The write cache also affects the order in which data is written to your hard drive, and this is important. Its only purpose is to make the hard drive work better. If there was no write cache, every time you send data to the disk so it’s written, it would be written. The order of those writes is the order in which you pass the data to the hard drive. Many times, this would mean the disk would be rotating all the time and the disk head would jump from one position to another one. With the write cache in place, the disk can first accumulate an amount of data to be written and, once it has reached a critical mass or some time has passed and no new data has been received, it can proceed to write it to the disk surface optimizing the order, so as to minimize how much the disk has to rotate and how much the head has to move. This makes it work much faster and, as an additional bonus, last longer. However, this conflicts with an aspect of journaled filesystems, like Linux’ ext3. I’m sorry for the lies I may tell in the following sentences. You can consider a filesystem with journal writes data in three steps. First, it writes a journal entry indicating what it’s going to do. It then proceeds. Finally, it puts a mark in the journal indicating it has finished doing what it said it was going to do. It is very important that those steps are performed in that order, and that no step starts before the previous one has finished. If this process is interrupted, the system would be able to verify if the first journal entry has been written completely. If not, it knows no other steps were performed and it can discard the journal entry. If the entry is complete but there is no confirmation that the work has been done, it can do it because all the modifications are described in the journal.
Until now, we know the kernel doesn’t try to flush the write cache when using fsync and fdatasync, but does it use something when working with the journal of some filesystems? Yes, from kernel 2.6.9 this process was sanitized with the creation of the so-called barriers. Barriers try to guarantee that a write process cannot continue until all the pending data has been written on the hard drive. This is perfect for the conditions we mentioned before. So the only remaining question is: are the barriers enabled by default in journaled filesystems? The answer is “no”. They are not used by default. As sad and surprising as it sounds, they are not used and the disk write cache, by default, can interfere in the write order of those three critical steps. There are a few practical factors that, fortunately this time, make it unlikely that an ext3 filesystem is corrupted during a power loss and that’s why the filesystem corruption reports are few and far between for ext3, but the danger is there and there are artificial test programs which are able to corrupt an ext3 filesystem with a high degree of success rate if interrupted while running. From what I have read, SuSE has been shipping kernels patched to enable barriers by default for some time. In the future, maybe barriers will be enabled by default. As of today, they are not. They can be enabled, though, with a mount option in the fstab or passed to the mount command. The exact option depends on the filesystem type. For ext3, it’s barrier=1. This is mentioned in a Gentoo guide I read at some point while finding information, but more prominently it’s also mentioned in the Wikipedia entry for ext3. Enabling barriers is said to cause, in some situations, a reduction of 30% in the hard drive’s performance (comment from Alan Cox in one of the LKML threads). For a desktop or laptop computer holding important personal data you don’t want to lose, even if that was a constant performance reduction, I’d enable barriers. Performance is the main reason many times these features are not enabled by default.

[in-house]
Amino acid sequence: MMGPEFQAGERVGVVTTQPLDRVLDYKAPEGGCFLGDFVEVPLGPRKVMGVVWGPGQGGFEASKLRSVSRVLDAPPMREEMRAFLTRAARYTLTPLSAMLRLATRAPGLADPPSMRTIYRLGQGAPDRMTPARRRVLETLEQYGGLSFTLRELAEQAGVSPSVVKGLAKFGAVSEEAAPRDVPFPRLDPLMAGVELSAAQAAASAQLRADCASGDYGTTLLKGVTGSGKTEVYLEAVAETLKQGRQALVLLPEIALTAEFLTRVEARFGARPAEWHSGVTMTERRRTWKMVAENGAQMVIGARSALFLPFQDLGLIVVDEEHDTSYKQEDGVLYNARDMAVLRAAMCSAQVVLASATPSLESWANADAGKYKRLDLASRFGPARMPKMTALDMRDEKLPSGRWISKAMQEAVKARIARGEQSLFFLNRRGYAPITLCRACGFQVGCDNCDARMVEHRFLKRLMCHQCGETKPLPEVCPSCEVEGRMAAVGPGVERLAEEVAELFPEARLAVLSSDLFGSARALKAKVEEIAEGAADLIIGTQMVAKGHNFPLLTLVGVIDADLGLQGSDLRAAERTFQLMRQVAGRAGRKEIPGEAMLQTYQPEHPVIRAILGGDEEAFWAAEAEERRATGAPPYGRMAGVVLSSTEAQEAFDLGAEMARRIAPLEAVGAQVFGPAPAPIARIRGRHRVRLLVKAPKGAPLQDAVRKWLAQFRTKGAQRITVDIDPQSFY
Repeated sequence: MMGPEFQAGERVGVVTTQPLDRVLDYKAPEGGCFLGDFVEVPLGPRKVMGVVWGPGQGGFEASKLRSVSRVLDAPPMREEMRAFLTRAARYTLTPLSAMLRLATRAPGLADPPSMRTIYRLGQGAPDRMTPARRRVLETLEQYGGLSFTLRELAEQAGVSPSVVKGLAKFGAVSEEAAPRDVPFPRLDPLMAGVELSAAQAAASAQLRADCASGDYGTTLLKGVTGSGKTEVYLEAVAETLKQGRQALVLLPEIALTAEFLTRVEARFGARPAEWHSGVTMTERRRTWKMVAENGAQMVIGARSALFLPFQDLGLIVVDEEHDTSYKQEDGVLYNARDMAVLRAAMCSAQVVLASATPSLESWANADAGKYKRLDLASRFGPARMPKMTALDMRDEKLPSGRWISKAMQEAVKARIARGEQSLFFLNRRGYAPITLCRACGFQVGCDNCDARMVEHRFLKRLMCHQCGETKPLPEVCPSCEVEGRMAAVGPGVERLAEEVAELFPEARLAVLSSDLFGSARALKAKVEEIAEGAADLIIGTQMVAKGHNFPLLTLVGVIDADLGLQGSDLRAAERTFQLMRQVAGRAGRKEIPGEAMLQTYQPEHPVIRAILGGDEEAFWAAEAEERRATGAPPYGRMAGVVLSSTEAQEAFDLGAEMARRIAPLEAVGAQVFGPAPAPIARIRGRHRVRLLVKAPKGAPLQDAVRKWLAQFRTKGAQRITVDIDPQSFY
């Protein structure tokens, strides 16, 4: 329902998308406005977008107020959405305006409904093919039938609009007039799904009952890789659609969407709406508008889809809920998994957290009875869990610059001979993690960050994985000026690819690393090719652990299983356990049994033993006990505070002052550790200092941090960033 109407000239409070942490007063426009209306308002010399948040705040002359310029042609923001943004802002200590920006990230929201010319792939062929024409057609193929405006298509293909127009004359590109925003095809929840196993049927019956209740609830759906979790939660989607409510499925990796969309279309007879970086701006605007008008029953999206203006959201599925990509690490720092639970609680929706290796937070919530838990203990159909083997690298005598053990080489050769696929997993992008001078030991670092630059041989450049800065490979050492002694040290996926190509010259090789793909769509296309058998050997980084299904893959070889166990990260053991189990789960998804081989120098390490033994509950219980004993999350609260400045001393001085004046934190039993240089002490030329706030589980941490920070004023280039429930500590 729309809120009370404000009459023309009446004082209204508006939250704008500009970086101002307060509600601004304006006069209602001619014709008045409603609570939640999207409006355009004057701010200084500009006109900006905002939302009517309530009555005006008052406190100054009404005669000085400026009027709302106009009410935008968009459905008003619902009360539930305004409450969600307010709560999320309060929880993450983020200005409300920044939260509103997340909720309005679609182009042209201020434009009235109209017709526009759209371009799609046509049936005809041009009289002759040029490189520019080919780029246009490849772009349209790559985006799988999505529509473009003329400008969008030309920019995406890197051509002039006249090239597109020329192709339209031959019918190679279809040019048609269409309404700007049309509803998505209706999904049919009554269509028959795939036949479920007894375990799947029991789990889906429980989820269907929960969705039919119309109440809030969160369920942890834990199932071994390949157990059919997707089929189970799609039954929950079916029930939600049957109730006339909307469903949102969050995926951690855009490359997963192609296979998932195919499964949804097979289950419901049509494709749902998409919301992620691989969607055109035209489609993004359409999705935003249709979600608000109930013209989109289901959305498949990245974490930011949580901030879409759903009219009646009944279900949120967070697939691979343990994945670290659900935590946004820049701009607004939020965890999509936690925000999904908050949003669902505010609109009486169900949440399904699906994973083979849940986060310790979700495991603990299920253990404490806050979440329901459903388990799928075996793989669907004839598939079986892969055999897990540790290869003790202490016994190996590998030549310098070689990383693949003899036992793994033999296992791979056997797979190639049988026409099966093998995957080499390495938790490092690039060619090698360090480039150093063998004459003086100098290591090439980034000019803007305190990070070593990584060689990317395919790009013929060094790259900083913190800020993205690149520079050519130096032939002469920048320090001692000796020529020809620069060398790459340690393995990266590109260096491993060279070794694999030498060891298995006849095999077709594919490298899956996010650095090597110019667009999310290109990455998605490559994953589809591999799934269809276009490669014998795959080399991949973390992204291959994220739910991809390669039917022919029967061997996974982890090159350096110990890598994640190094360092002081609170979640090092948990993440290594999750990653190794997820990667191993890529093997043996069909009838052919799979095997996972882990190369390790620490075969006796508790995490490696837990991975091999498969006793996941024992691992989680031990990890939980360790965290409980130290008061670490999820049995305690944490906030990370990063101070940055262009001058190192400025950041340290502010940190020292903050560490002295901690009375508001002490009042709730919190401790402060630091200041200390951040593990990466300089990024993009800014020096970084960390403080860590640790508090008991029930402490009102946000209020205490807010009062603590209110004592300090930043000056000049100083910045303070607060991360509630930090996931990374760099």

Remember to enable barriers in your personal computer, disabling the write cache when using shred and, if possible, use your laptop battery or a UPS in more critical environments, and check it works. Your data may not be as safe as you thought due to the device write cache. Here are some significant links I used to obtain information about the write cache problems.